ORIGINALLY WRITTEN BRENDA CONYERS
The community of Pilsen and St. John Nepomucene Church of Holy Family Parish were well prepared to meet the nearly 1,500 people who gathered to remember Chaplain Emil J. Kapaun, and to witness the unveiling of a statue erected as a memorial to his work as chaplain during World War II and especially during the Korean War.
At 1:45 p.m., just minutes before the beginning of the mass, McConnell Air Force Base provided an fly-over from the north that dipped gracefully over Pilsen and flew in front of the more than 100-year-old Catholic church.
The processional began with the officers of the Knights of Columbus adorned in full uniform leading Bishop Eugene Gerber and more than a dozen priests down the aisle to the front of the church.
The church’s sanctuary was filled to capacity, as was the downstairs area, which had been set up with a large screen closed-circuit television.
Edwin O’Brien, archbishop of Military Ordinariate, was unable to attend the mass because of flight problems, but did attend the statue unveiling.
Gerber was the celebrant of the mass with a number of priests, including Steve Gronert, pastor of Holy Family parish, as concelebrants assisting him.
The offertory hymns, sung by the Pilsen choir, were two traditional Czech hymns, sung in the original language: “Zdravas Maria, Bozi Rodicko” (“Hail Mary, Family of God”) and “Tisickrat pozdravujeme Tebe” (“A Thousand Times We Welcome You.”)
The presentation of gifts was made by members of Kapaun’s immediate family.
The original attendants of Kapaun’s first mass, which was held in Pilsen, served as attendants at Sunday’s mass and presented replicas of the original symbols they carried years ago.
These attendants were Robert Navrat, Eugene Vinduska, Frank Stika, Delores Bezdek Stroda, Margie Vinduska Stroda and Patsy Meysing Waner. Leonard Navrat is deceased and Marion Navrat was absent.
Following the mass, the public moved outside for the unveiling of the statue.
Father Richard Stuchlik, formerly of Pilsen, was the master of ceremonies for the outside portion of the program.
Maj. General Robert J. St. Ogne Jr., commanding general of Fort Riley, offered a military address, in which he said he admired Kapaun “more than any other hero I have studied or learned about.”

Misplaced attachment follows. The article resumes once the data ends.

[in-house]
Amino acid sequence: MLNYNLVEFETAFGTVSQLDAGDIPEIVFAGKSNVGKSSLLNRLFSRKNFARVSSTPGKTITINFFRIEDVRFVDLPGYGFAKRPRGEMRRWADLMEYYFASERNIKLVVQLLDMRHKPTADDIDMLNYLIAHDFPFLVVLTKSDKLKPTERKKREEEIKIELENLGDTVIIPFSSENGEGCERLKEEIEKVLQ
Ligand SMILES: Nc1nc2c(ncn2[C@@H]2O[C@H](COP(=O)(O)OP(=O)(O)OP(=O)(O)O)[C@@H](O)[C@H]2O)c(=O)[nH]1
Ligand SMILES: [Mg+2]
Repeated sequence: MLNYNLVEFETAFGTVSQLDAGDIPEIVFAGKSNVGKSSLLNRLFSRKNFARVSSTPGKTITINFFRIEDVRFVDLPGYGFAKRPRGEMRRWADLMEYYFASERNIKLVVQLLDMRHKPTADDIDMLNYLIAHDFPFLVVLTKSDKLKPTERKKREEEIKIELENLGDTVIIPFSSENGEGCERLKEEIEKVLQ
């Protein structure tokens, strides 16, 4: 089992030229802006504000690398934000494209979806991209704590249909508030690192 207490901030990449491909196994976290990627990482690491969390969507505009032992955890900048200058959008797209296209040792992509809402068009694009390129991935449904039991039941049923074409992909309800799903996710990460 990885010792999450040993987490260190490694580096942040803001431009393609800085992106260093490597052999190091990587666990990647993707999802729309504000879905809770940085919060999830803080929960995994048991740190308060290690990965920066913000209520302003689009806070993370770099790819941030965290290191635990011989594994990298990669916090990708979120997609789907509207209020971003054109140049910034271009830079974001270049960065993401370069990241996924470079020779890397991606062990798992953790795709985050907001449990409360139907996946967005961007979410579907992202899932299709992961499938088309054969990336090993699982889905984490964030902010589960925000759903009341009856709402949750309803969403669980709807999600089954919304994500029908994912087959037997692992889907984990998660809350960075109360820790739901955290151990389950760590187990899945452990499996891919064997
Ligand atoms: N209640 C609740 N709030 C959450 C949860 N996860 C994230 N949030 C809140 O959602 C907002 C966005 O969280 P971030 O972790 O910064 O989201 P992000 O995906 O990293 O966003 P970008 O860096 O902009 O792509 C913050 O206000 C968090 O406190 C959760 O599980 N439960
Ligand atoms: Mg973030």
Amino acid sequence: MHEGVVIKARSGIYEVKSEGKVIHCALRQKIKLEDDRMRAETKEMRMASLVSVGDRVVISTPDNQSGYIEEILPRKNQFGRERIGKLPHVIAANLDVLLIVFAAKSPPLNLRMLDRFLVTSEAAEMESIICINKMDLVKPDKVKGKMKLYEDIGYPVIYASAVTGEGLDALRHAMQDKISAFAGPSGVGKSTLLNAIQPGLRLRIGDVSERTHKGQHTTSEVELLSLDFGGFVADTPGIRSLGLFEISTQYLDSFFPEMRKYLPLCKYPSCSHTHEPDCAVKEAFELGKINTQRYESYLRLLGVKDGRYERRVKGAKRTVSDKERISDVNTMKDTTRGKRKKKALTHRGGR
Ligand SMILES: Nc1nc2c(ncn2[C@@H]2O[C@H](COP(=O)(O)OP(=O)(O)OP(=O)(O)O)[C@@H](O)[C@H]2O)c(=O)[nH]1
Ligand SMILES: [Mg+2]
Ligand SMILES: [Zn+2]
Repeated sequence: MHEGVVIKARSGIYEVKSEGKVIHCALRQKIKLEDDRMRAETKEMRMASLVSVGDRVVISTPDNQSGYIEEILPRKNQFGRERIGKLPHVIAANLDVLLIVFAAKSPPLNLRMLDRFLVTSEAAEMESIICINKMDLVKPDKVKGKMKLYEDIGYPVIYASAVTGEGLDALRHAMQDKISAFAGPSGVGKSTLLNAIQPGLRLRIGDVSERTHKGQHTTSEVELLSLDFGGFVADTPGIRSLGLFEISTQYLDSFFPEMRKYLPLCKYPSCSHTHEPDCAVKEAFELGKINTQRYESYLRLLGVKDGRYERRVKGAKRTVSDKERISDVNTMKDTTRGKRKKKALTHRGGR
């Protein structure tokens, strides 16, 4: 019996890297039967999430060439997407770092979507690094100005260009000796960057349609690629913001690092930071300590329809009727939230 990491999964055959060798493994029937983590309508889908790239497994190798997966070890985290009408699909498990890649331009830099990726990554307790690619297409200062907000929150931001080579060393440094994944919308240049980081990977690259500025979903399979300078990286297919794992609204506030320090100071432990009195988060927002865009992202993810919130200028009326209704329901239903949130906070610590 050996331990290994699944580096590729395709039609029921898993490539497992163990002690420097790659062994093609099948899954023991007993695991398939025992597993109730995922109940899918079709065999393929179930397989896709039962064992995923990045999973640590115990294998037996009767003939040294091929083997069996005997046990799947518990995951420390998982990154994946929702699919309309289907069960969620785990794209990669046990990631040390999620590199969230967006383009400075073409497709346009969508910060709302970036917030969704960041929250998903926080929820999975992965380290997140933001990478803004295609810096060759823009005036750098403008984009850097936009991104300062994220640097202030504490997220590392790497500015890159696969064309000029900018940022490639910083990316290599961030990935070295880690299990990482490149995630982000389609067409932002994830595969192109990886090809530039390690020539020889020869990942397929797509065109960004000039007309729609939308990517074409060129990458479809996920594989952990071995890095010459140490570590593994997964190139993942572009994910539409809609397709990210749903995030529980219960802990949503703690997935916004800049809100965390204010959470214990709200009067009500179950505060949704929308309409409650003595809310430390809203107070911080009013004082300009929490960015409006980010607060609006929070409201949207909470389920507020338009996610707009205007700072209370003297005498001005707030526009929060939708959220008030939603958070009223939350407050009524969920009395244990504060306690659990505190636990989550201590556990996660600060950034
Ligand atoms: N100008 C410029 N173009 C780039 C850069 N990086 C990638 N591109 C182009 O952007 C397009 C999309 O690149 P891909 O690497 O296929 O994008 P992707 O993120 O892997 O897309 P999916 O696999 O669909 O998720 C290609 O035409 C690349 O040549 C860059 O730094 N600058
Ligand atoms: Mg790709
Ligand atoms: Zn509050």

Chaplain Lt. Col. Lawrence Barry of the First Calvary in Fort Hood, Texas, gave the history of the office of chaplain, explaining its historical beginning and evolution to the office it now is, as well as the honor Kapaun brought to the office.
In his closing remarks, Barry read verses from a poem written about a dying soldier who sought the presence of his chaplain to bless him and to be with him during his final minutes of life because the soldier was assured of the chaplain’s compassion for him.
Following Barry’s address, all Korean War veterans were asked to assemble around the sculpture for military honors.
Three loud shots rang out into the silence as the flag was folded in preparation for presentation to Kapaun’s brother, Eugene.
Tears streamed down the faces of men and women alike as the two buglers played the familiar Taps.
Eugene Kapaun and Father Paul Oborny unveiled the bronze statue of Kapaun helping a wounded soldier.
The sculptor, Daniel Hunt, assistant professor at Kansas State University, offered a few remarks, sharing his gratitude to the committee for allowing him to do this work, for the help he received from his students and for the inspiration he received from his study of Kapaun.
O’Brien also shared his appreciation of Kapaun’s work, urging the people gathered to continue to be proud of Kapaun and to carry on his work.
Bill McCalin, a fellow prisoner of war with Kapaun, shared some of his memories of his times with Kapaun.
He remembered how Kapaun foraged a piece of tin to make a pot and each morning built a fire to melt the snow and to heat water. Kapaun would then wake the boys and tell them the hot water was ready.
McCalin also shared how Kapaun gave his food to those he thought were more in need of the nourishment than he was, that Kapaun would tear his clothes to offer more warmth to those who were cold, and that he would sneak out to steal food for everyone and then pray the Lord’s Prayer for protection before coming back in.
McCalin said whenever he read about “a man of the cloth,” he would go through a mental exercise of comparing that man to Kapaun, a “rare and gracious person.”